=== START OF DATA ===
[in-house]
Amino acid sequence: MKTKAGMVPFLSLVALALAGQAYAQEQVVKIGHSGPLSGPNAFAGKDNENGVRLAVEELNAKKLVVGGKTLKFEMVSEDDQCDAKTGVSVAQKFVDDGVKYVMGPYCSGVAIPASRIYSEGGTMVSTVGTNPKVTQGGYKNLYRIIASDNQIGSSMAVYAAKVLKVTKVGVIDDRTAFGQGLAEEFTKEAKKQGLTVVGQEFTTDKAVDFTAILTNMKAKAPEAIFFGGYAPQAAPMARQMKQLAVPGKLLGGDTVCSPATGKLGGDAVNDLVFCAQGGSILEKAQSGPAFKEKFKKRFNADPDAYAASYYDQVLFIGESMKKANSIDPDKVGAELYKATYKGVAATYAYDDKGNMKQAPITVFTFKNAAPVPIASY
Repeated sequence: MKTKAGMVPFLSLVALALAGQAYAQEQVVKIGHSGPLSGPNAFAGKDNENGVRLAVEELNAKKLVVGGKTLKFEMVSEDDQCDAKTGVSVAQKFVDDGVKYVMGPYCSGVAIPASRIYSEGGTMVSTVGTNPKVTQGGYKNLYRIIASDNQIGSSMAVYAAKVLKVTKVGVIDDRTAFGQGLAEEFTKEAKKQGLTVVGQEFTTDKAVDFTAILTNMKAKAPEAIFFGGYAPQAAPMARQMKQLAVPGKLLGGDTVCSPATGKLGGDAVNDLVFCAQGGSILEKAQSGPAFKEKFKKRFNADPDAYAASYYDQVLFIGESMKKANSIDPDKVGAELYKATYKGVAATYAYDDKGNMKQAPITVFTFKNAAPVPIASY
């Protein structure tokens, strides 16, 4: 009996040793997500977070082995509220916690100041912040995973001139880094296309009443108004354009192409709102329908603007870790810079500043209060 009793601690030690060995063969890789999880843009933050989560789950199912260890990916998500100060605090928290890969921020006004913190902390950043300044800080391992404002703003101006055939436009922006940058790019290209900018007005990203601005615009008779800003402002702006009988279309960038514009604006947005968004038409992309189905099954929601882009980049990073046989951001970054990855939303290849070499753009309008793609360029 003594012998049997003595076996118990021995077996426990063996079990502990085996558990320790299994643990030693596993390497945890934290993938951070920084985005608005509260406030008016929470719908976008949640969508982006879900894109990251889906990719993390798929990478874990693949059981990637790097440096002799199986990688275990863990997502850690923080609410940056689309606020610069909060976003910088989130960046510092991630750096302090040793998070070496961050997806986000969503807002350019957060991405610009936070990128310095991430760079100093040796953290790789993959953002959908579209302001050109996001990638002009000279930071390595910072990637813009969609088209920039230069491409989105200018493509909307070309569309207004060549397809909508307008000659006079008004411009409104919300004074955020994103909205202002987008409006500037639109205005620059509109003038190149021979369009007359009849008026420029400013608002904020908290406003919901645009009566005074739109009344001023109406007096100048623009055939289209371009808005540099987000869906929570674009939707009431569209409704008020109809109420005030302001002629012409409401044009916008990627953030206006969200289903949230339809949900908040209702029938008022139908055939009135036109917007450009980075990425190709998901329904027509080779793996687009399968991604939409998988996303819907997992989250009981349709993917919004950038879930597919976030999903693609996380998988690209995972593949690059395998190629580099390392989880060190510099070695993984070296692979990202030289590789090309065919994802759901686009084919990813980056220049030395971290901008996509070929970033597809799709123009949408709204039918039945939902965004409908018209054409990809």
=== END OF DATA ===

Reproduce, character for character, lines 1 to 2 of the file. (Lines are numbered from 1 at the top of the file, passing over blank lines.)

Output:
[in-house]
Amino acid sequence: MKTKAGMVPFLSLVALALAGQAYAQEQVVKIGHSGPLSGPNAFAGKDNENGVRLAVEELNAKKLVVGGKTLKFEMVSEDDQCDAKTGVSVAQKFVDDGVKYVMGPYCSGVAIPASRIYSEGGTMVSTVGTNPKVTQGGYKNLYRIIASDNQIGSSMAVYAAKVLKVTKVGVIDDRTAFGQGLAEEFTKEAKKQGLTVVGQEFTTDKAVDFTAILTNMKAKAPEAIFFGGYAPQAAPMARQMKQLAVPGKLLGGDTVCSPATGKLGGDAVNDLVFCAQGGSILEKAQSGPAFKEKFKKRFNADPDAYAASYYDQVLFIGESMKKANSIDPDKVGAELYKATYKGVAATYAYDDKGNMKQAPITVFTFKNAAPVPIASY